You say, "we are told here so and so concerning sealings and adoptions." Who is it that has told you these things and given these instructions? I don't think it can be President Taylor, for neither he nor I have ever received such teachings from either Joseph Smith or Brigham Young. But I have been taught right the reverse by President Young. He told me to have single women of my father's and mother's households sealed to me. I asked him "how many?" He said if there was not over nine hundred and ninety-nine to take them. I had some three hundred sealed to me by his instructions. I don't know whether I shall have to build them each a palace in the Celestial Kingdom of God or not. If I do, I shall have time to do it. I did as I was told. So in relation to adoptions, most, if not all, of the Presidency and Twelve, have had men adopted to them, and all these sealings and adoptions are for the salvation of the living and the dead. I have never asked any man to be adopted into my family that I can recollect of; but I have had a number of families of friends adopted into my family, as have other men, without any regard as to whether it will, in the future, cost me one dollar or a million. What we have done in this matter has been for the salvation of man. It may possibly be a correct doctrine that a man's kingdom will consist of only the fruit of his own loins. Yet Jesus Christ died to save the whole world and if we, as Apostles and Elders, do nothing for the human family only for the fruit of our own loins, we shall not do much towards magnifying the Holy Priesthood God has given us for saving the souls of man— either the living or the dead.

Brother Roskelley, we must not get our minds too puckered up in these principles. We are ordained and appointed Saviors upon Mount Zion and we must not be afraid to administer the Ordinances of Life and Salvation to our fellow man— living or dead, for fear it will cost us a dollar.

I have adopted this rule in sealings and adoptions: to take such as the Lord has given me, and leave the result in His hands.

I think there is a book in Logan Temple containing all the ordinances as directed by President Young. I should recommend following that strictly, that our work in both temples may be alike.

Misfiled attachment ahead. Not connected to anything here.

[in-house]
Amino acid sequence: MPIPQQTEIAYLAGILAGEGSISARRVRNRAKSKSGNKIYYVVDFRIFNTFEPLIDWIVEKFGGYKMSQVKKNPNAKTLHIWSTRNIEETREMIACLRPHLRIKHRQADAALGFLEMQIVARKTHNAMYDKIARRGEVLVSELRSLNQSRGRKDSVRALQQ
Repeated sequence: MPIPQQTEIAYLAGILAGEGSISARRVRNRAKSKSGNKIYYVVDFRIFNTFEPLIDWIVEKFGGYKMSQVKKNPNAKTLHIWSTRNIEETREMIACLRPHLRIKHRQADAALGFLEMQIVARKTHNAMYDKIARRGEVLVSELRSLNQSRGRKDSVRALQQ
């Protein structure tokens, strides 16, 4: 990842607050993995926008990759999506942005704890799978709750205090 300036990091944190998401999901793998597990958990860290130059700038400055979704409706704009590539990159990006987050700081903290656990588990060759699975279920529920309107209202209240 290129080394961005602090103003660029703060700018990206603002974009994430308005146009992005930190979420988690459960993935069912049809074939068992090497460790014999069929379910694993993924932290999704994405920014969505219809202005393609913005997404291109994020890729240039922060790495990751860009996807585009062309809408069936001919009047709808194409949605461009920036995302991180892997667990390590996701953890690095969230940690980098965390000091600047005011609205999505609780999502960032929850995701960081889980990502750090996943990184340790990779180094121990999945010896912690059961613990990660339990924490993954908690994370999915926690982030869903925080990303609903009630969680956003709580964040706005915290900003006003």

Now concerning what Joseph Smith the Prophet said about children: In the first place he said children would rise from the grave, as they were laid down, and their parents would receive as they laid them away. This, I believe. He conveyed an idea in the first place, that they would not grow, but after more mature reflection, he conveyed the idea that they eventually would grow to the full stature of man. It was a good deal upon the same principle that it was when he got the first revelation on baptism for the dead. He did not at first get the whole of it, but he went into the Mississippi River with myself and a number of others, and we baptized for the dead, without regard to males acting for males only, and females acting for females only, also without any recorder. But the Lord revealed more to him, and gave him to understand that there should be a recorder who should strictly record all the baptisms and ordinances and that man should act for man, and woman for woman. So with regard to his views on the Resurrection— they enlarged before he got through, and he said children would grow to full stature. That I believe.

Now anything I have said in this letter in giving my views in relation to what you have asked, need not be treated as a private matter, as you suggest. You may make whatever use of them you please.

There has got to be a welding link of some kind before we get through with this work that will adopt man to man and weld all dispensations from Father Adam down to the last Saint. But in all this matter, I do not go around electioneering to get men adopted to me. I don't want any of this work done for me, only what the Lord wants. Paul talked a good deal about adoptions, but we did not understand much about it until the Lord revealed it to Joseph Smith, and we may not, perhaps, understand it now as fully as we should. Still the sealings and adoptions are true principles, or our Prophets have been badly deceived.

I remain your Brother in the Gospel of Christ,1

Wilford Woodruff


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1. Wilford Woodruff to Samuel Roskelley, Letter Dated June 8, 1887. Samuel Roskelley was the recorder for the Logan Temple. The original is currently housed in Utah State University, Special Collections, COLL MS 65, Box 3, Book 4.